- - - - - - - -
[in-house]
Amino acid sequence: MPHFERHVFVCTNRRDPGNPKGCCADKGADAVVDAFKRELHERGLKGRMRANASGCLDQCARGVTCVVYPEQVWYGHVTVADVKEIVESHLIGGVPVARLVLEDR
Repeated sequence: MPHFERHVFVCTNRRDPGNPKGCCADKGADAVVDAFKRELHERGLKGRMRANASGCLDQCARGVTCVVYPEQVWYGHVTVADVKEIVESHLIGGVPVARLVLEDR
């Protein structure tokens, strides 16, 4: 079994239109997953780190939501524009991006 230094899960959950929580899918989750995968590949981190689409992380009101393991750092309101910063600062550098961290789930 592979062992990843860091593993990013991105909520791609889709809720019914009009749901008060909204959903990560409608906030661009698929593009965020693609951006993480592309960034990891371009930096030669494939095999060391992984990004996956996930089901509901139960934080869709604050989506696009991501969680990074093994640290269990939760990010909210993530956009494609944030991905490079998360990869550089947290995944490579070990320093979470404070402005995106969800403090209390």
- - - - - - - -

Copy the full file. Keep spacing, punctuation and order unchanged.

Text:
[in-house]
Amino acid sequence: MPHFERHVFVCTNRRDPGNPKGCCADKGADAVVDAFKRELHERGLKGRMRANASGCLDQCARGVTCVVYPEQVWYGHVTVADVKEIVESHLIGGVPVARLVLEDR
Repeated sequence: MPHFERHVFVCTNRRDPGNPKGCCADKGADAVVDAFKRELHERGLKGRMRANASGCLDQCARGVTCVVYPEQVWYGHVTVADVKEIVESHLIGGVPVARLVLEDR
């Protein structure tokens, strides 16, 4: 079994239109997953780190939501524009991006 230094899960959950929580899918989750995968590949981190689409992380009101393991750092309101910063600062550098961290789930 592979062992990843860091593993990013991105909520791609889709809720019914009009749901008060909204959903990560409608906030661009698929593009965020693609951006993480592309960034990891371009930096030669494939095999060391992984990004996956996930089901509901139960934080869709604050989506696009991501969680990074093994640290269990939760990010909210993530956009494609944030991905490079998360990869550089947290995944490579070990320093979470404070402005995106969800403090209390």